Chapter II: TA Marks the Spot

 At this point in time Iíve just reached the midway point of my co-op at Teknor Apex (TA). My first day was June 1st.
The first couple of days consisted of becoming acquainted with fellow co-workers, learning the lay-out of the facility, and how TA goes about its day-to-day operations. TA runs 24 hours, 5 days a week. There are three shifts throughout the work day, and from what I have seen during these changeovers, the plant doesnít skip a beat. The blueprint of the TA facility consists of a main office area, conference room, break room, 2 laboratories and the manufacturing floor.
The manufacturing floor is where the action is, divided into several sections all with a unique purpose; Shipping/Receiving, storage of raw materials, storage of finished goods, staging areas, maintenance area, holding area and an area for packaging supplies.
Then, amidst all of that is the 2 floor production area, the central nervous system of TA, consisting of three twin screw extrusion lines and three small injection molding machines. The main product of this facility is TPEís (Thermoplastic Elastomers). Below is a brief overview of the process.
  1. Extruder is turned on and zones are allowed to heat to processing temperatures.
  2. Raw materials are gathered in the staging area, then fork-lifted or pumped across the plant from various tanks, upstairs.
  3. Raw materials are added to the mixer and blended.
  4. Gravity feeds the raw material blend down into the hopper and into the co-rotating twin screw extruder.
  5. As the extrudant exits the die, it is pelletized, dried and packed.
  6. Once the package is full it is weighed, sealed, labeled and moved to the finish goods area, where it will wait to be shipped.
  7. After the production run is complete, all areas of the line are cleaned and checked thoroughly to make sure everything is in good working order for the next production run.
Production runs typically last an hour. During these production runs, finished pellets are taken, inspected for quality and injection molded to make hardness plaques, tensile bars and flexural bars, to check and confirm physical properties of the material. Hardness, specific gravity and melt flow rate are several of the properties tested periodically during the production run.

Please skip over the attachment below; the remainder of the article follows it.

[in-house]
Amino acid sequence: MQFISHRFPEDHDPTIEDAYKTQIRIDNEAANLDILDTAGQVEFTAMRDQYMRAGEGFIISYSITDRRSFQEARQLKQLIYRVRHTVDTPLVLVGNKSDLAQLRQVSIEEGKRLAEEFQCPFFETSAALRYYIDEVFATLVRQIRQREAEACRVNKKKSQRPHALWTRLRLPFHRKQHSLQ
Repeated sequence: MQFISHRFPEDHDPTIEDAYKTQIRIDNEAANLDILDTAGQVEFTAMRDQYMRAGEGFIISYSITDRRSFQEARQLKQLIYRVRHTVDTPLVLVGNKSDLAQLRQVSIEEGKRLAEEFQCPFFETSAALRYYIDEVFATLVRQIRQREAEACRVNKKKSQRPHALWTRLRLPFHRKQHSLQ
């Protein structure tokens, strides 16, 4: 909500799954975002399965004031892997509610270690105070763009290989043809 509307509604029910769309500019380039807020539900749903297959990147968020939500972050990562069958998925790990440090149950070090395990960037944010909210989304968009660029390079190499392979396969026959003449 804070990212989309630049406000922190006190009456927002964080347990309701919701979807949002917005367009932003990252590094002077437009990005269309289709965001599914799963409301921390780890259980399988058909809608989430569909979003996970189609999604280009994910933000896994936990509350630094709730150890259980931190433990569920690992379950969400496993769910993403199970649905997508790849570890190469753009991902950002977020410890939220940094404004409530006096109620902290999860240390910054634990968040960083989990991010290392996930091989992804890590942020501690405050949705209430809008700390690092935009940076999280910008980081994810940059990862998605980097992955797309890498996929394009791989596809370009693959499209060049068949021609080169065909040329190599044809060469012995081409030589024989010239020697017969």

The plant is populated with about 20 to 25 people at any given time, each with a specific purpose. There is a plant manager, a plant technical manager (my boss), a chemist, scheduling, shipping, shift leaders, operators, mixersÖand me. If you scroll all the way down to the bottom of the flow chartÖand then turn the page you will find me.
They set me up a nice corner office with a lovely view that I walk RIGHT PAST on my way into the lab every morning. Itís in the lab that I establish base each day. I have my own computer and work space, along with access to most anything I need throughout the plant. I was fitted with standard TA team uniforms to wear out on the floor, team boots, and just to add to the list of swag, a team hat (the answer is yes, TA paid for it all, Iíll be a free agent next season, so TA is looking to keep my moral high incase they decide to offer me a contract extension). So now you might ask, what have I done so far?
  • Research and Development
    • Formally report findings
  • Writing Standard Operating Procedures (SOP)
  • Quality testing
  • Tensile, shore A hardness, compression, moisture and MFR (melt flow rate)
  • Flat film extrusion
  • Injection molding machines
    • Maintenance
    • Writing PM (Preventative Maintenance) Guides
  • Gage R & R (Repeatability and Reproductability) test
  • Process Validation Reports
    • IQ (Installation Qualification)
    • OQ (Operational Qualification)
    • PQ (Performance Qualification)
THAT, is what Iíve done, and that is the abridged version. At the end of the day, if what Iíve done has helped something, someone, somewhere, then I consider it a success. Anything worth doing is worth doing right, and NOTHING is so simple that you canít mess it up. During my co-op experience, I plan to learn and understand how all the different aspects of TA work individually and together to create the successful company it is.
And the beat goes onÖ

About this Entry

This page contains a single entry by Peraner, Jared L published on July 20, 2011 10:23 AM.

Page 1, Chapter 1, Verse 1: Making Moves was the previous entry in this blog.

Chapter III: I Solemnly Swear Iím Up To No Good is the next entry in this blog.

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